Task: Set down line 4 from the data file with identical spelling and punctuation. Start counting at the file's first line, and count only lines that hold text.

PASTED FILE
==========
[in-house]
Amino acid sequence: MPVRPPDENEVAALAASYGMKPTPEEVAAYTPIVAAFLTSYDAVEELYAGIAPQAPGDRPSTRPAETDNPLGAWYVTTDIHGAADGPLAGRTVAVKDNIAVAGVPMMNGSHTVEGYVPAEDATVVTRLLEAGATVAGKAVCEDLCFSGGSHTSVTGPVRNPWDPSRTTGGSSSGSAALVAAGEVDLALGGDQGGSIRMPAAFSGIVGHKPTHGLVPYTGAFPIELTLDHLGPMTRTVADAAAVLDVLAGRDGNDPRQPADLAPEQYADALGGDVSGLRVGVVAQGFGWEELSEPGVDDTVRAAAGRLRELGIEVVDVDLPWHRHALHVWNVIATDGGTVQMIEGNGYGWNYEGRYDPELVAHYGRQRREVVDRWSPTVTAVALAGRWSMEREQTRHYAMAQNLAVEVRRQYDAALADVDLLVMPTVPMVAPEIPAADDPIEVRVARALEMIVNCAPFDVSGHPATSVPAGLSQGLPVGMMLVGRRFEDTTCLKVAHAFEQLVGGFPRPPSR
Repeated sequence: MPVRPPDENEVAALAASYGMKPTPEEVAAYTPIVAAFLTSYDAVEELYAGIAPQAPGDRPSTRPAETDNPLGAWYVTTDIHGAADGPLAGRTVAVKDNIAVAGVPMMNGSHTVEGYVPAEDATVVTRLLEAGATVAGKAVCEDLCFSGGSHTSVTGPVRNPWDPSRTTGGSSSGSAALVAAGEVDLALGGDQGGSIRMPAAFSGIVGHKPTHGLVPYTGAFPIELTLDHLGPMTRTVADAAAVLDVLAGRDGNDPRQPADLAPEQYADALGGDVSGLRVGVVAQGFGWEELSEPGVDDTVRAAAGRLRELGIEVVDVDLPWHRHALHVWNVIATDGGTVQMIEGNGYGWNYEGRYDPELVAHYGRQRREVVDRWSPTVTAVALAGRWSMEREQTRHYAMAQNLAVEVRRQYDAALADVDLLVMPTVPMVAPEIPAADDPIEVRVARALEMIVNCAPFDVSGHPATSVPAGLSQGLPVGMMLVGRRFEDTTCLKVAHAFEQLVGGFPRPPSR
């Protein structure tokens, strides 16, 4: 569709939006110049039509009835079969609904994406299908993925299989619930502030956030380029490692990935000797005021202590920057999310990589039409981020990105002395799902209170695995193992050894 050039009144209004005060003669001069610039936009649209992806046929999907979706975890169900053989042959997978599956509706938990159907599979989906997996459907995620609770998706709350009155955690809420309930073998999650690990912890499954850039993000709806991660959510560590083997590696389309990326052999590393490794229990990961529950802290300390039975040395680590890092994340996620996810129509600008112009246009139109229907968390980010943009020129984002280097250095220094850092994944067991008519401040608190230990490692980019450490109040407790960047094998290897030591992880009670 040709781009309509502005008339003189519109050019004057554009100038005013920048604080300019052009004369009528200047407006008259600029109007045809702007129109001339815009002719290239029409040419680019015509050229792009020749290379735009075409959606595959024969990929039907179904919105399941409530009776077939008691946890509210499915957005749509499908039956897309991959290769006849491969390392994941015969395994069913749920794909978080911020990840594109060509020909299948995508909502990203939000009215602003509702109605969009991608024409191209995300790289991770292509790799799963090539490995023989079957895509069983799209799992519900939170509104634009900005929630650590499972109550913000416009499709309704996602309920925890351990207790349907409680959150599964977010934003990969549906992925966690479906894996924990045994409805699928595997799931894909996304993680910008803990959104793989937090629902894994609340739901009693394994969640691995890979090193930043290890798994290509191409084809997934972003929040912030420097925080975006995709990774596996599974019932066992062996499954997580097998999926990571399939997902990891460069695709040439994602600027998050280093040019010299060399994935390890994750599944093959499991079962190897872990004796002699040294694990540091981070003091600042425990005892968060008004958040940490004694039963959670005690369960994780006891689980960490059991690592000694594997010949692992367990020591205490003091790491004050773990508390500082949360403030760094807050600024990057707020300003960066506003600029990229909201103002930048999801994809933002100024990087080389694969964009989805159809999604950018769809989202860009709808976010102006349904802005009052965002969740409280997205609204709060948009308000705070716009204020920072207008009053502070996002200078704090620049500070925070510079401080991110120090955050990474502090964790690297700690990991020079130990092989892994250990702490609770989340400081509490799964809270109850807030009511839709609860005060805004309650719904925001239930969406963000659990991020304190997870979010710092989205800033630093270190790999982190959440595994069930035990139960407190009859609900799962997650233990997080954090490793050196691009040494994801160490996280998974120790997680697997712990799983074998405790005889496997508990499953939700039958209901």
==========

């Protein structure tokens, strides 16, 4: 569709939006110049039509009835079969609904994406299908993925299989619930502030956030380029490692990935000797005021202590920057999310990589039409981020990105002395799902209170695995193992050894 050039009144209004005060003669001069610039936009649209992806046929999907979706975890169900053989042959997978599956509706938990159907599979989906997996459907995620609770998706709350009155955690809420309930073998999650690990912890499954850039993000709806991660959510560590083997590696389309990326052999590393490794229990990961529950802290300390039975040395680590890092994340996620996810129509600008112009246009139109229907968390980010943009020129984002280097250095220094850092994944067991008519401040608190230990490692980019450490109040407790960047094998290897030591992880009670 040709781009309509502005008339003189519109050019004057554009100038005013920048604080300019052009004369009528200047407006008259600029109007045809702007129109001339815009002719290239029409040419680019015509050229792009020749290379735009075409959606595959024969990929039907179904919105399941409530009776077939008691946890509210499915957005749509499908039956897309991959290769006849491969390392994941015969395994069913749920794909978080911020990840594109060509020909299948995508909502990203939000009215602003509702109605969009991608024409191209995300790289991770292509790799799963090539490995023989079957895509069983799209799992519900939170509104634009900005929630650590499972109550913000416009499709309704996602309920925890351990207790349907409680959150599964977010934003990969549906992925966690479906894996924990045994409805699928595997799931894909996304993680910008803990959104793989937090629902894994609340739901009693394994969640691995890979090193930043290890798994290509191409084809997934972003929040912030420097925080975006995709990774596996599974019932066992062996499954997580097998999926990571399939997902990891460069695709040439994602600027998050280093040019010299060399994935390890994750599944093959499991079962190897872990004796002699040294694990540091981070003091600042425990005892968060008004958040940490004694039963959670005690369960994780006891689980960490059991690592000694594997010949692992367990020591205490003091790491004050773990508390500082949360403030760094807050600024990057707020300003960066506003600029990229909201103002930048999801994809933002100024990087080389694969964009989805159809999604950018769809989202860009709808976010102006349904802005009052965002969740409280997205609204709060948009308000705070716009204020920072207008009053502070996002200078704090620049500070925070510079401080991110120090955050990474502090964790690297700690990991020079130990092989892994250990702490609770989340400081509490799964809270109850807030009511839709609860005060805004309650719904925001239930969406963000659990991020304190997870979010710092989205800033630093270190790999982190959440595994069930035990139960407190009859609900799962997650233990997080954090490793050196691009040494994801160490996280998974120790997680697997712990799983074998405790005889496997508990499953939700039958209901």